In what sense are “all things” which are expedient given to people?  (Not everyone has enough food, access to the Gospel, peace, etc.)

Why the title mediator here, when redeemer and messiah were used previously?

What does the choice between liberty/eternal life and captivity/death suggest to you about the choices we make?

The opposition set up in this verse is between “through the Mediator” and “according to the captivity.”  What do you learn if you set mediation and captivity opposite each other?

Howard W. Hunter:

To fully understand this gift of agency and its inestimable worth, it is imperative that we understand that God’s chief way of acting is by persuasion and patience and long-suffering, not by coercion and stark confrontation. He acts by gentle solicitation and by sweet enticement. He always acts with unfailing respect for the freedom and independence that we possess. He wants to help us and pleads for the chance to assist us, but he will not do so in violation of our agency. He loves us too much to do that, and doing so would run counter to his divine character. Oct 1989 GC

28 And now, my sons, I would that ye should look to the great Mediator, and hearken unto his great commandments; and be faithful unto his words, and choose eternal life, according to the will of his Holy Spirit;

Is “hearken/commandments” and “faithful/words” two different things or two ways of saying the same thing?

So when Lehi sets the choice out like this, it seems patently obvious what you should chose and why.  So why isn’t it obvious in real life?

29 And not choose eternal death, according to the will of the flesh and the evil which is therein, which giveth the spirit of the devil power to captivate, to bring you down to hell, that he may reign over you in his own kingdom.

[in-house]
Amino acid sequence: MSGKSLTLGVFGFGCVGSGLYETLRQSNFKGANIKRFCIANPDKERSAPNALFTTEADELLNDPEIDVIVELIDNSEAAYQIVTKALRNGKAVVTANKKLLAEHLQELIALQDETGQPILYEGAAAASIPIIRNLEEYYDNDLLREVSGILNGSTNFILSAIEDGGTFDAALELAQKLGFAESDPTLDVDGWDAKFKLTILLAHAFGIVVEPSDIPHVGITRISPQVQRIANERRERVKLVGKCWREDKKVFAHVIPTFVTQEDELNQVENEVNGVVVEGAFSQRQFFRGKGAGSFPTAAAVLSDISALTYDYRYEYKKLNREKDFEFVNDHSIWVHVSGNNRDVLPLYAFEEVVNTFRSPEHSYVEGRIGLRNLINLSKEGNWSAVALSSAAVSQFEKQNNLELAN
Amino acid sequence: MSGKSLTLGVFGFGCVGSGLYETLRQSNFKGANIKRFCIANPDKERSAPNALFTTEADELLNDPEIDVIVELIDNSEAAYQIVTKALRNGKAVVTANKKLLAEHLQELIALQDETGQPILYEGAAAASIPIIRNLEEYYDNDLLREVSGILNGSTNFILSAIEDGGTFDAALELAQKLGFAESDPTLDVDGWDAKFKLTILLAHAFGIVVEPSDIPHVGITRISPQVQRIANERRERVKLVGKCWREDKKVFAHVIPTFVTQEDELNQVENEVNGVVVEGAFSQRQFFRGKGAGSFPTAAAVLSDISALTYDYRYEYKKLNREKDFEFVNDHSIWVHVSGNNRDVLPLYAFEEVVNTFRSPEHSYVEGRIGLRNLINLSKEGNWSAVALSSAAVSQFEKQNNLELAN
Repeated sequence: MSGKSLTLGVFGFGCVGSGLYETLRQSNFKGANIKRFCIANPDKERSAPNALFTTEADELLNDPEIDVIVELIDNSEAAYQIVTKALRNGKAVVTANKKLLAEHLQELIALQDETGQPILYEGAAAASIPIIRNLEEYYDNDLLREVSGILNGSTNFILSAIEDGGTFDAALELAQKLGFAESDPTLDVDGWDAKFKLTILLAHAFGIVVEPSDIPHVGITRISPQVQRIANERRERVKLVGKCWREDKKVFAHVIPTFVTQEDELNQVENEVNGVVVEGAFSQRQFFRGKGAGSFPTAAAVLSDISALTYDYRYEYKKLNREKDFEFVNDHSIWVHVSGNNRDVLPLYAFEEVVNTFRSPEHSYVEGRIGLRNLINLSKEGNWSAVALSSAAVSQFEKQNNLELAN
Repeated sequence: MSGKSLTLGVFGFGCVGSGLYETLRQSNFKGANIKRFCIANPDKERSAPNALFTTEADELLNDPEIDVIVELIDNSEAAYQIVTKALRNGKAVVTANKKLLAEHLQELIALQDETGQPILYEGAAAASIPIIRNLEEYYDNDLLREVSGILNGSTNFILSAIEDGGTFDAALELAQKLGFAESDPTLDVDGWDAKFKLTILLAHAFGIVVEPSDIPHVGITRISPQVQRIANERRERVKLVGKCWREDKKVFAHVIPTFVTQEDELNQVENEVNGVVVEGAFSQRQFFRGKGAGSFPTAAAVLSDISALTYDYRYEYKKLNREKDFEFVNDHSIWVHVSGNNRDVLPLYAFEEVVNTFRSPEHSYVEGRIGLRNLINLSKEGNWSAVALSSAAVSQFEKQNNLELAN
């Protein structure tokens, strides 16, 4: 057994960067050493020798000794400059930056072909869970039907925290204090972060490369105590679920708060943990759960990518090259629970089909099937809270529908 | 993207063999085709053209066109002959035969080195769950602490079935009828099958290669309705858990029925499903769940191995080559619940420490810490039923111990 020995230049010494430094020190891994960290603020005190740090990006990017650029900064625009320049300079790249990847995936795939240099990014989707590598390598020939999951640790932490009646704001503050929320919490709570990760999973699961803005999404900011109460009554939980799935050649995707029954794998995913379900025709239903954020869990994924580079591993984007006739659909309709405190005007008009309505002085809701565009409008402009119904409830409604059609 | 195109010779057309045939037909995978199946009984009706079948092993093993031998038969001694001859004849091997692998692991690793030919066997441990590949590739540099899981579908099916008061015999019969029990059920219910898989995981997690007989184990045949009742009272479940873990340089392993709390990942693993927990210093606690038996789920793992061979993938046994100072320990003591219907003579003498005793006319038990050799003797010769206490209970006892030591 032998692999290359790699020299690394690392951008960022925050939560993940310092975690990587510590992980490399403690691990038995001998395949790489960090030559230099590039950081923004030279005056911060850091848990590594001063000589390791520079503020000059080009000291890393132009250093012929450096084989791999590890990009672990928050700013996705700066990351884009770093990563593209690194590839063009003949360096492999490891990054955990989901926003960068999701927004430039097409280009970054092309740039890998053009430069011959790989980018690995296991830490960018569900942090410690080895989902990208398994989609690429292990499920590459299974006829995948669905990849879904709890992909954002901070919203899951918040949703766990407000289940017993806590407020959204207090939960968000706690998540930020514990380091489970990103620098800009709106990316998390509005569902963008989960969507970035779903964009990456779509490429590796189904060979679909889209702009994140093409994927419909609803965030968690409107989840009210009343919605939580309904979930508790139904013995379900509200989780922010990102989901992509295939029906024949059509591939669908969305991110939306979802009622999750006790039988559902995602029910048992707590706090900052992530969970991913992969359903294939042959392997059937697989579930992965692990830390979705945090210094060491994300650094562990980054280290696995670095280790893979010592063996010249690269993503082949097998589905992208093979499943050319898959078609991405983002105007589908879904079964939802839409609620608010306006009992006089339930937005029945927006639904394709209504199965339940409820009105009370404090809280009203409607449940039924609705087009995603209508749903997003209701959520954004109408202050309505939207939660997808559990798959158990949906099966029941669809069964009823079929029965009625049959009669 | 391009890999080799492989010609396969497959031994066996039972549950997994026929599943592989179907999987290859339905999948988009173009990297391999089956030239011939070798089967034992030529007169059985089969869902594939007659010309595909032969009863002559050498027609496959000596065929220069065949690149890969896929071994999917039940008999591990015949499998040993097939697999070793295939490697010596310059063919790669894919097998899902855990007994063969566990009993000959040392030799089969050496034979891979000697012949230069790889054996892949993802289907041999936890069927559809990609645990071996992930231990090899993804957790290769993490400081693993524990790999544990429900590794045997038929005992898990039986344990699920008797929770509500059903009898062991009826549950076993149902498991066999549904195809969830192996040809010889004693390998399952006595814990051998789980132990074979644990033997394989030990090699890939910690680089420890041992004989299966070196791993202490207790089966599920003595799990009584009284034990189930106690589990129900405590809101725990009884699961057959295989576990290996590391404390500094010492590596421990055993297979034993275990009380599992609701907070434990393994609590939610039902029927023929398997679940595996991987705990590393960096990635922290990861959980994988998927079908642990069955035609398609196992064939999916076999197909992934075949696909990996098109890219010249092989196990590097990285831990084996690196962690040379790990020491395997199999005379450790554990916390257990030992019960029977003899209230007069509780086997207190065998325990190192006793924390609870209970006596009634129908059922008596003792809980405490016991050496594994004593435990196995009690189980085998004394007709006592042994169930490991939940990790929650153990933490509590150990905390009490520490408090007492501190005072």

NB that this verse sets the will of the flesh in opposition to the will of the Spirit in v28.  Does flesh refer to Satan or to human flesh?  (Perhaps Spirit should not be capitalized here, and it refers to human spirit.)  In either case, what does it mean to refer to the evil that is in the flesh?  Is this consonant with modern LDS views of the body?

Does the devil have a spirit?  What is Lehi talking about here?

W1828 ‘captivate’:

1. To take prisoner; to seize by force; as an enemy in war.

2. To subdue; to bring into bondage.

3. To overpower and gain with excellence or beauty; to charm; to engage the affections; to bind in love.

4. To enslave; with to; as, captivated to error.

30 I have spoken these few words unto you all, my sons, in the last days of my probation; and I have chosen the good part, according to the words of the prophet. And I have none other object save it be the everlasting welfare of your souls. Amen.

He started talking to Jacob (v1) and ends up talking to his “sons.”  Is this deliberate for some reason and, if so, why?

Luke 10:28 is only other use of chosen/good/part.  Is that related here?  Does Lehi’s use suggest that Jesus and Lehi were quoting an otherwise-unknown proverb?

Who is “the prophet”?  Why isn’t the prophet named?

General thoughts:

(1) Chapter 1 is very similar to what we would expect from a farewell discourse (of which there are many in the Bible, and it would make a great study to compare them), but ch2 is not so much because of its focus on doctrine.  Why do you think Lehi departed from the standard format (which I think he would have been familiar with) to teach doctrine here?  Why is the longest blessing given to Jacob?

Robert D. Hales:

If we could leave one lesson of greatest importance for our children and grandchildren, what would it be? Of all the glorious principles of the gospel, Lehi chose to teach his son about the plan of salvation—and the gift of agency.  Apr 06 GC

(2) What is Lehi’s theology of the Fall?  Do you agree with this statement:

Bruce M. Pritchett:

Lehi taught that Adam’s fall did not directly transmit sin but rather created circumstances within the world such as death, opposition, temptation, and choice, which all humanity inherited (2 Nephi 2:11—16; see also Alma 42:9, 16—17). In other words, Lehi saw Adam’s fall as a transition from immortality to mortality, from an immortal realm to a mortal one.  Citation

Why is there so little about the Fall in the OT?  Conversely, why was the Fall important enough to Lehi to get such attention during such an important address?

Fortunate and negative consequences of the Fall–What does Lehi identify?  How are we to weigh the morality of an action with positive and negative consequences?

Jim F.:  “Why is the story of Adam and Eve in the Garden such an important scriptural story, so important that it is repeated for us more often than any other if we attend the temple regularly? If we think in types, how does their story give us a type for understanding our own lives?”

(3) Lehi as a Moses figure:

Noel B. Reynolds: